Radiation plus hormone therapy prolongs survival for older men with prostate cancer
Adding radiation treatment to hormone therapy saves more lives among older men with locally advanced prostate cancer than hormone therapy alone, according to a new study in the Journal of Clinical Oncology (2015; doi:10.1200/JCO.2014.57.2743).
The researchers found that hormone therapy plus radiation reduced cancer deaths by nearly 50% in men ages 76 to 85 years compared to men who only received hormone therapy. Past studies have shown that 40% of men with aggressive prostate cancers are treated with hormone therapy alone, exposing a large gap in curative cancer care among baby boomers aging into their 70s.
"Failure to use effective treatments for older patients with cancer is a health care quality concern in the United States. Radiation plus hormone therapy is such a treatment for men with aggressive prostate cancers," said lead author Justin E. Bekelman, MD, an assistant professor of Radiation Oncology, Medical Ethics and Health Policy at Penn's Perelman School of Medicine and Abramson Cancer Center in Philadelphia, Pennsylvania.
"Patients and their physicians should carefully discuss curative treatment options for prostate cancer and reduce the use of hormone therapy alone."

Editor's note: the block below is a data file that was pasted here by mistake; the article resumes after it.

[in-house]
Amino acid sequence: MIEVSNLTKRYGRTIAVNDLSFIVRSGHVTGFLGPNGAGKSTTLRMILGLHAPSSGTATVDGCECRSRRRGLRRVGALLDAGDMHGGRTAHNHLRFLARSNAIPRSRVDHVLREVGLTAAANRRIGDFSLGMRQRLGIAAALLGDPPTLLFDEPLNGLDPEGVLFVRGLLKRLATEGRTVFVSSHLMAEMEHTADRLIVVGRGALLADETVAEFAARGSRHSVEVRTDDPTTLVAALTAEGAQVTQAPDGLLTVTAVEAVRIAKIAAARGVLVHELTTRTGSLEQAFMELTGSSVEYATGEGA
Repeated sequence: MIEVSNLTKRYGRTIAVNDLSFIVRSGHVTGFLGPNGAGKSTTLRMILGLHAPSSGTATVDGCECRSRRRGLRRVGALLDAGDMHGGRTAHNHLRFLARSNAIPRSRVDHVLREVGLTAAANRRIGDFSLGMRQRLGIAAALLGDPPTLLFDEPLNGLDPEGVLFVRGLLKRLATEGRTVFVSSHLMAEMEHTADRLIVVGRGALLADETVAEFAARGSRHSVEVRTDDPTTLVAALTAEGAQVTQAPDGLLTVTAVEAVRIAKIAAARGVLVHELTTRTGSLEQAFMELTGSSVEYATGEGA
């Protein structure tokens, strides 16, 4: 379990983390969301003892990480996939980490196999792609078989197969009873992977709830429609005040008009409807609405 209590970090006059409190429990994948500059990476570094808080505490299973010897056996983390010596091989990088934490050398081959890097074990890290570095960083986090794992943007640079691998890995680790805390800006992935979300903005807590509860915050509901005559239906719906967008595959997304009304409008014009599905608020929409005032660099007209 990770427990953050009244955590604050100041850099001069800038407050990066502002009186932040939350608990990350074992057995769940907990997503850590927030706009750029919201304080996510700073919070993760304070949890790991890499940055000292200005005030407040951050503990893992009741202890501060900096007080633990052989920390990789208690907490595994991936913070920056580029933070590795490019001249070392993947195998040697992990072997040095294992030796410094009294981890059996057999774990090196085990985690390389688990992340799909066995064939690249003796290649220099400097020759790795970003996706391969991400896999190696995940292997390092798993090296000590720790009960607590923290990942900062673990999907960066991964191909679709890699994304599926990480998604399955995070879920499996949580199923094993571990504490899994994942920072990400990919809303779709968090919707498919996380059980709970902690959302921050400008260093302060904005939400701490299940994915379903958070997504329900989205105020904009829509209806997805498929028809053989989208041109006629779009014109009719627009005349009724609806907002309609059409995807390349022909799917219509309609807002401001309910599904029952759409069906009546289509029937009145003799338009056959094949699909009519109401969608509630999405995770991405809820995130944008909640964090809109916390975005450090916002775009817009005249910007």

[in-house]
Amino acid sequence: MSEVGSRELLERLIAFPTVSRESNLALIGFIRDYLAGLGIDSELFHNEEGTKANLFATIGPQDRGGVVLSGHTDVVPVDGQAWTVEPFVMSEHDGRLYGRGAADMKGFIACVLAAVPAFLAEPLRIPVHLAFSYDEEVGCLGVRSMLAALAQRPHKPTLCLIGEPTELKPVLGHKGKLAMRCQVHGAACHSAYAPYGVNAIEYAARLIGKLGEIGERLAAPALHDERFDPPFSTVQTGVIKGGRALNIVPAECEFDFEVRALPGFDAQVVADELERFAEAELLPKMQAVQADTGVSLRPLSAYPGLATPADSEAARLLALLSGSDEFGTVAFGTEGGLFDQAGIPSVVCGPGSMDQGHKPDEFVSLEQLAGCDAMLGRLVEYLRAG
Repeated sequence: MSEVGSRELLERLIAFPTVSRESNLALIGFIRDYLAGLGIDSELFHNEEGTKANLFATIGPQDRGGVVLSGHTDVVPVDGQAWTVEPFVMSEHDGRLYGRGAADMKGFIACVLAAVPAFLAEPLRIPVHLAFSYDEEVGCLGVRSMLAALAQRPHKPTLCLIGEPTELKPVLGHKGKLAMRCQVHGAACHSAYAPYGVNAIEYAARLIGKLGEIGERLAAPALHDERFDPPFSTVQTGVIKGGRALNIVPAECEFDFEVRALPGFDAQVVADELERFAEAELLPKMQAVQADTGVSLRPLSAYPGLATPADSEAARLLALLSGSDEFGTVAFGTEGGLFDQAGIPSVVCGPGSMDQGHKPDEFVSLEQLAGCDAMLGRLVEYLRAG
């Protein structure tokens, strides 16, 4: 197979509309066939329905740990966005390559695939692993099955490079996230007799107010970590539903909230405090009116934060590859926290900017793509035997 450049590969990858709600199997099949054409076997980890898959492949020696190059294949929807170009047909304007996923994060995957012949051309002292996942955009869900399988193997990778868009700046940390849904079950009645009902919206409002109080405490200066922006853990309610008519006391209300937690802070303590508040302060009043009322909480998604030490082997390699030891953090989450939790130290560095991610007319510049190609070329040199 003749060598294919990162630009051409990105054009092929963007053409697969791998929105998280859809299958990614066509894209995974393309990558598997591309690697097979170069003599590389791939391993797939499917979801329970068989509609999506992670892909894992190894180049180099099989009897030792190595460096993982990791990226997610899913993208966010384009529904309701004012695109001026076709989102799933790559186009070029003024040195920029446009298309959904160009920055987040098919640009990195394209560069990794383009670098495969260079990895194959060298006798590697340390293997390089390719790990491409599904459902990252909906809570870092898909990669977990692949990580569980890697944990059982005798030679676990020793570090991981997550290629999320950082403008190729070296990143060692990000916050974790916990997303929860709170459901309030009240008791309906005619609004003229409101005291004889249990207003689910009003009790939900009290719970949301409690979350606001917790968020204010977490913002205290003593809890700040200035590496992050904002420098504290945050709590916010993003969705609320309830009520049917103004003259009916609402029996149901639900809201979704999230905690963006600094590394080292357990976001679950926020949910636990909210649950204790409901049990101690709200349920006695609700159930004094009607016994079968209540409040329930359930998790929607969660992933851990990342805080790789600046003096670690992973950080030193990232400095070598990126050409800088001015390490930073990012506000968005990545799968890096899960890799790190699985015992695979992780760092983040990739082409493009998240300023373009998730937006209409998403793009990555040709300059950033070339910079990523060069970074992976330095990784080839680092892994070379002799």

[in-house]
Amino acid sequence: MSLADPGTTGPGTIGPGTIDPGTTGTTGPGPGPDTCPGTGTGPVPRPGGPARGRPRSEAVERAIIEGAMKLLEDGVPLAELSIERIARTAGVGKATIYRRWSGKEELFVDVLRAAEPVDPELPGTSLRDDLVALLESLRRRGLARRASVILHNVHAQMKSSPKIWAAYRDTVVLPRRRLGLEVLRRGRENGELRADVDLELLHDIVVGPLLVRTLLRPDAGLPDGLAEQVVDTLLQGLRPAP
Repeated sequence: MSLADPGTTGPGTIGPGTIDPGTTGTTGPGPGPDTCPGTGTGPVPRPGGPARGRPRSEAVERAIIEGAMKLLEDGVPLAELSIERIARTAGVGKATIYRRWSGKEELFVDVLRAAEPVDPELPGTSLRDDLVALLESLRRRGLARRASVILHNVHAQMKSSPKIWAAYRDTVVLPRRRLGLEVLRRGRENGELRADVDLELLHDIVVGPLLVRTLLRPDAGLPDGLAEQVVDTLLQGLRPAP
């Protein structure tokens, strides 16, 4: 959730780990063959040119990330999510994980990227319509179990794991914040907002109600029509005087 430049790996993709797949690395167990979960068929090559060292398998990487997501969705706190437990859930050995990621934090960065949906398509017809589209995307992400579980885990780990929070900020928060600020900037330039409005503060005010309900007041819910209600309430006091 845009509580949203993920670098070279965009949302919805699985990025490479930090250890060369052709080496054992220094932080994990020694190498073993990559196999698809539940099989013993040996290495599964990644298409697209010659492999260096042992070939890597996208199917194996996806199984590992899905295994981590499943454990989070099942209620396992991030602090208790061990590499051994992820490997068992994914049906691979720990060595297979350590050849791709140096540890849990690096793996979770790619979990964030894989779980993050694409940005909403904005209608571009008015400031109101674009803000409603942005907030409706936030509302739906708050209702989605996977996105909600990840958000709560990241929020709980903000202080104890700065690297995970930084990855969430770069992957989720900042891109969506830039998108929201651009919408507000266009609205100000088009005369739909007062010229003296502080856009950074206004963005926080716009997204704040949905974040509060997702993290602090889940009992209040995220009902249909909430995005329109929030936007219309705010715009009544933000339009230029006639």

Locally advanced prostate cancer is cancer that has spread outside but near the prostate gland. Unlike slower growing tumors, locally advanced prostate cancer is an aggressive malignancy prone to metastasis and cancer death. Hormone therapy lowers or blocks the levels of testosterone and other androgens that feed prostate cancer tumors.
Two landmark clinical trials have shown that radiation plus hormone therapy produces a large and significant improvement in survival in younger men relative to hormone therapy alone, but until now there has been no comparable research on treatment for older men with advanced prostate cancer.
Addressing this question for the first time, Penn's research team compared the combination of radiation plus hormone therapy versus hormone therapy alone among 31,541 men with prostate cancer ranging in age from 65 years to 85 years.
Among men ages 65 to 75 years, radiation plus hormone therapy was associated with a reduction in prostate cancer deaths of 57% relative to hormone therapy alone (from 9.8% to 4.4% of patients at 7 years follow-up).
Similarly, among men ages 76 to 85 years, radiation plus hormone therapy was associated with a reduction in prostate cancer deaths of 49% relative to hormone therapy alone (from 9.8% to 5.0% of patients at 7 years follow-up). In both groups, radiation plus hormone therapy was also associated with approximately one-third fewer deaths from any cause.
Importantly, the clinical trials have shown that the side effects of radiation plus hormone therapy are very acceptable relative to hormone therapy alone.
In addition to offering new evidence for older men, Bekelman's research also demonstrates that the prior clinical trial findings for younger men apply in the real world of routine clinical practice. Only 3% of cancer patients participate in clinical trials; thus, confirming that treatments work in real-world care is a crucial aspect of translating medical evidence to clinical practice.